6 November 2012

Zaini satay in ExpatriateLifestyle.com

Malay Food

by Samantha Chin1 Jun 2012
Malay Food
With the diverse ethnic and cultural history of Malaysia, food is often a topic of passionate debate among its people. Many dishes are heavily influenced by proximity, and culinary fusions are not uncommon; for example many of the local Malay dishes have Javanese influence.
Possibly the most important dish that defines the Malaysian national identity, ask any local where their favourite place to have Malay food is, and they will list you a hundred and one places that serve the best nasi lemak. Although its name literally means ‘fatty rice’, it connotes creaminess as the rice is cooked in coconut milk.
The fragrant rice is commonly served with cucumber slices, crispy fried anchovies and roasted peanuts, topped with a healthy amount of spicy gravy called sambal - a type of chili-based condiment. Extra side dishes can be added to accompany the meal, such as fried chicken, sambal sotong (chili cuttlefi sh) and cockles.
Selera Jaya 223, the food court at Jalan 223, Petaling Jaya is known for its nasi lemak. Served fresh and piping hot, the nasi lemak is wrapped in banana leaf and readily placed on the table; the packets are quite small so it’s not unusual to see people unwrapping two or three packets at the same time.
Village Park at Uptown Damansara is always busy and if you want to have lunch during peak hour, be sure to be there early. The rice served at Village Park has a very strong coconut flavour, but compliment it with the sambal and one of their most popular add-ons, the fried chicken—soft, tender meat with crispy skin and you will understand why people are still queuing up outside the shop to have a bite.
While on the topic of nasi lemak, it would be near criminal offense to not mention the rendang. Just last year, CNN’s online poll of more than 35, 000 voters saw rendang taking the number one spot as “World’s 50 Most Delicious Food.”
Rendang is a spicy beef delicacy slowly cooked in coconut milk and ground spices until the liquid begins to evaporated, in which then it will be stir fried until dry, giving it strong complex flavours. It is usually served with ketupat, which is a sort of rice cake; lemang, glutinous rice cooked in bamboo tubes or just plain steamed rice.
Rendang is also a very popular accompaniment to the nasi lemak and places like Nasi Lemak Antarabangsa boasts not only great nasi lemak that keeps the customers returning, but also exquisite rendang to go with it.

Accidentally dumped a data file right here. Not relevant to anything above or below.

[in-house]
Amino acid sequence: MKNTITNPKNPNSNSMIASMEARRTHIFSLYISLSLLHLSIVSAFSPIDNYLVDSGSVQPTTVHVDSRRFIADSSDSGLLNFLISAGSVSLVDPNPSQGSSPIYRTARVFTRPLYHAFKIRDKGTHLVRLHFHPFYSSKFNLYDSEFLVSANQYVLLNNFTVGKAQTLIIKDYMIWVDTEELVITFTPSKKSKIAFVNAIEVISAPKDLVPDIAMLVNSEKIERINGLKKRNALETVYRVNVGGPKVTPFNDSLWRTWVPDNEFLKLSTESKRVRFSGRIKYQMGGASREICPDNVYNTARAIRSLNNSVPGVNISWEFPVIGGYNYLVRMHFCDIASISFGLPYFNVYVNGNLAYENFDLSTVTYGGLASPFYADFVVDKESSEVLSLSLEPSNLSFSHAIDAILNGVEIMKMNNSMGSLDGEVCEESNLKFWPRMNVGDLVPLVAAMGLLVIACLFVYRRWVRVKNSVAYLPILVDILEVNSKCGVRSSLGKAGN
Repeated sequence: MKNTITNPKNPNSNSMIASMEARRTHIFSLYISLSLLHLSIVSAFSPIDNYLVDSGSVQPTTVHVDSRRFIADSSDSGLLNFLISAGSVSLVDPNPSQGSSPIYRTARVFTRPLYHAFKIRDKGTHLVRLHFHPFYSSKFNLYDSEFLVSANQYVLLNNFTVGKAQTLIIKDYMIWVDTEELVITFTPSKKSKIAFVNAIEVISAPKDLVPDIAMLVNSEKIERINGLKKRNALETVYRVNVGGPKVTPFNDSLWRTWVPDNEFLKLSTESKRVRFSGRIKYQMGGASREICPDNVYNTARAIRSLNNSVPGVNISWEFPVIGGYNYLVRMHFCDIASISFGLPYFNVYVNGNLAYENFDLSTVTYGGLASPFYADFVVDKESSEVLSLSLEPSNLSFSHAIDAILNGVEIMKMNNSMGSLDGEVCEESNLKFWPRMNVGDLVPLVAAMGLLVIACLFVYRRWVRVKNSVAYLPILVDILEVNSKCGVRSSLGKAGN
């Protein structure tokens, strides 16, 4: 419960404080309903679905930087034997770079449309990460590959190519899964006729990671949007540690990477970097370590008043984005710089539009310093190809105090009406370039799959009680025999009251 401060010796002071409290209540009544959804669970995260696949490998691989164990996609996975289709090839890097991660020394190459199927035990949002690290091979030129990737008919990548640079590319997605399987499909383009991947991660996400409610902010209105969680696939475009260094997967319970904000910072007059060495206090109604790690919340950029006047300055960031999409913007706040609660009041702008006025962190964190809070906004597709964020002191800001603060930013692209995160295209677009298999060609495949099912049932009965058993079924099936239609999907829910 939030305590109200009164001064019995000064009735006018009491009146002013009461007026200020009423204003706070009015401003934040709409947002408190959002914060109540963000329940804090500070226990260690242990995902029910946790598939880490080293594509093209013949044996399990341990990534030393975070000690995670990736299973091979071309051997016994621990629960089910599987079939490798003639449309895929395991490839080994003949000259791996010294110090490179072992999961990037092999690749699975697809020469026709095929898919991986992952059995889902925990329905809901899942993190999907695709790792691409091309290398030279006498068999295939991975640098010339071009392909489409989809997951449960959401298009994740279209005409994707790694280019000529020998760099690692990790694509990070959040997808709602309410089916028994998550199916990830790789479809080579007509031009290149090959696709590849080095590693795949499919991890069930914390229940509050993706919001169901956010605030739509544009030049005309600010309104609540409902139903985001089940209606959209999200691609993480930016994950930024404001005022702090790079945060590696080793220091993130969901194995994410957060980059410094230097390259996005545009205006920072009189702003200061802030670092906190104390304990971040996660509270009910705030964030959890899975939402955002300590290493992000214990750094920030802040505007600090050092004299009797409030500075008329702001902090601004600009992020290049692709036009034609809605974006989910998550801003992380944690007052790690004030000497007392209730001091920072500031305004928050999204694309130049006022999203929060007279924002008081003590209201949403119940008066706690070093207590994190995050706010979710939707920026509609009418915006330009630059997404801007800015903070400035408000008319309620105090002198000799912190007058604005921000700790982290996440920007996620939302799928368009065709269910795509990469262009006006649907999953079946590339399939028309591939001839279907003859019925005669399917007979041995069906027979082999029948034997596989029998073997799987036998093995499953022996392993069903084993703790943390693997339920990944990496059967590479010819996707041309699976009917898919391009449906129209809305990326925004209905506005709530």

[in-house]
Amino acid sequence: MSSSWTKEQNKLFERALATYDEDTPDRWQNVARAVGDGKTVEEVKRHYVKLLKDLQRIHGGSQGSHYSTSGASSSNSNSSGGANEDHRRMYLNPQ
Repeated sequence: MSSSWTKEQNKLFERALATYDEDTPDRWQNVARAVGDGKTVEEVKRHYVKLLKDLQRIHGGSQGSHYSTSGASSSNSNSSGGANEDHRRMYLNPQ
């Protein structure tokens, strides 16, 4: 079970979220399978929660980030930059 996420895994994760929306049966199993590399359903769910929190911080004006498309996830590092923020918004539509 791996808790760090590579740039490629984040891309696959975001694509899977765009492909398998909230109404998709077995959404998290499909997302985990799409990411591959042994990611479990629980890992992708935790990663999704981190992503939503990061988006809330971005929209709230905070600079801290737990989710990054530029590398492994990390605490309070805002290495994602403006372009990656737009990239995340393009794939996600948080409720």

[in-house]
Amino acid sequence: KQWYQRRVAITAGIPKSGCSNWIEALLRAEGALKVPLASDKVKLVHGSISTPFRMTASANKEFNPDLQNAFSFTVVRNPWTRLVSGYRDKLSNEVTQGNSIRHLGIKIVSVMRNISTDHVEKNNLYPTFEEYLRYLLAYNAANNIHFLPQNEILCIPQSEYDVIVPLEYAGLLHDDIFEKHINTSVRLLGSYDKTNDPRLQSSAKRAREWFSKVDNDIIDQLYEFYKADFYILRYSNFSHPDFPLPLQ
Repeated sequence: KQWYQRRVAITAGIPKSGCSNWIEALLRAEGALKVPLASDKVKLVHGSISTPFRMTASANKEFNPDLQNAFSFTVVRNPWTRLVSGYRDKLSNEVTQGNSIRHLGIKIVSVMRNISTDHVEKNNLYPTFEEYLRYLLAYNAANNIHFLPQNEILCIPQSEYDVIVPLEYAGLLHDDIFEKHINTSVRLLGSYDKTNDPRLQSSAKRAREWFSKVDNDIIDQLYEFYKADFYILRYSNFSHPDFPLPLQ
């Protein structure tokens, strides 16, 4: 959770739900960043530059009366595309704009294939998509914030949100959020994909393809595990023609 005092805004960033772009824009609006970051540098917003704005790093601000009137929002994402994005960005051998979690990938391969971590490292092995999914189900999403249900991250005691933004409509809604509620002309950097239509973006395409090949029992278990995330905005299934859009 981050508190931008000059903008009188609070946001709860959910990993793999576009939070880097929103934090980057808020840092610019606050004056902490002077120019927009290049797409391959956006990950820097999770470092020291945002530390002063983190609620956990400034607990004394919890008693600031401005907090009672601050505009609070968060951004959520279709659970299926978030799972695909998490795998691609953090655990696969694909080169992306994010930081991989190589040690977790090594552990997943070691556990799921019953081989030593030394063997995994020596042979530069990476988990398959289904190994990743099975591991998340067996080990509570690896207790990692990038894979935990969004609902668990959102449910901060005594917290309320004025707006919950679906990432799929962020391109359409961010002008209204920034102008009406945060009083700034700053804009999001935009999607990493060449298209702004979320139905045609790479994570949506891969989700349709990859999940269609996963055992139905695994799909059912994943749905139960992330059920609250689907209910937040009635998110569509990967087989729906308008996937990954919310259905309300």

Satay is a popular dish of skewered meat, often served with peanut gravy. Chicken, mutton or beef meat are commonly used, marinated for a few hours before skewered through bamboo sticks and grilled over charcoal fire.
People say that the satay from Kajang is the king of all satay—Satay Kajang Haji Samuri is the face of Kajang satay. The pieces of meat are succulent and tender with scarce traces of fat, nicely charred but never overcooked.
Besides the usual poultry, here you can also fi nd rabbit, deer and mutton satay. The peanut gravy is thick and chunky; the sambal is served separately so you can control how hot you’d like it to be. Outside of Kajang, Zaini’s Satay stall at the Naan Corner food court in Ampang is fighting the rivalry with a recipe passed on by the ‘king of satay.’
The story went that Zaini Ismail’s grandfather used to sell satay carried over his shoulder with a pole, and locals who grew up in the sixties would remember his shop at Dang Wangi (used to be Campbell Road). With the recipe now in Zaini’s hands, he and his wife had been operating the store in Ampang serving to loyal customers and travellers who come from as far as Singapore.
The ubiquitous Ramly burger can be found on almost every street corner of KL, and everyone will point you to a different direction when you ask them which store is their favourite.
The Ramly burger is a distinctively Malaysian delicacy usually found in mamaks or stalls by the roadside; each store cooks it a little differently but generally the burger is made up of a Ramly burger patty, either chicken or beef, cooked with margarine, onion, cabbage, and Worcestershire sauce before topping it with mayonnaise.
Ask for a Ramly Burger Special and you fi nd it wrapped preciously by a layer of fried egg, sometimes with melted cheese in between the layers depending on what your burger connoisseur offers.
OM Burger stall next to Naan Corner has a legendary status. Parked right in front of the 7-Eleven convenience store at Jalan Kerja Ayer Lama, a Javanese husband-and-wife team are operating the stall.
OM does it right: thick labs of patty cooked in margarine are removed from the heat when they are still juicy and tender, and the edges slightly crispy.
If you’re thinking of taking it home and reheating it in the microwave for supper, forget it—the Ramly burger has to be enjoyed on the spot; by the sidewalk with mayonnaise and chili dripping down your fingers as you chomp onto the hot, freshly cooked meat.
These are the places where you will find true Malaysian flavours that locals love and eat on a daily basis, and they’re not hard to find. Good food can be found at every corner of town and a little adventurous scouring will usually result in a delicious fanfare.
69-G Jalan Telawi 3, Bangsar Baru, KL
Tel: 03–2287 5507
6 Jalan Tun Mohd Fuad, Taman Tun Dr Ismail, KL
Tel: 012–499 9908
OM Burger
Lorong Kolam Ayer Lama 1, Ampang, KL
Sate Kajang Haji Samuri
Lot 1,2 & 3 Tingkat Bawah & Tingkat 1,Bangunan Dato’ Nazir, Jalan Kelab, Kajang
Selera Jaya 223
Jalan 223, Petaling Jaya
Village Park
5, Jalan SS21/37, Damansara Utama, Petaling Jaya
Tel: 03–7710 7860
Zaini’s Satay
Naan Corner, Jalan Kolam Ayer, Ampang
Tel: 03–4257 4520

Full Review in ExpatriateLifestyle.


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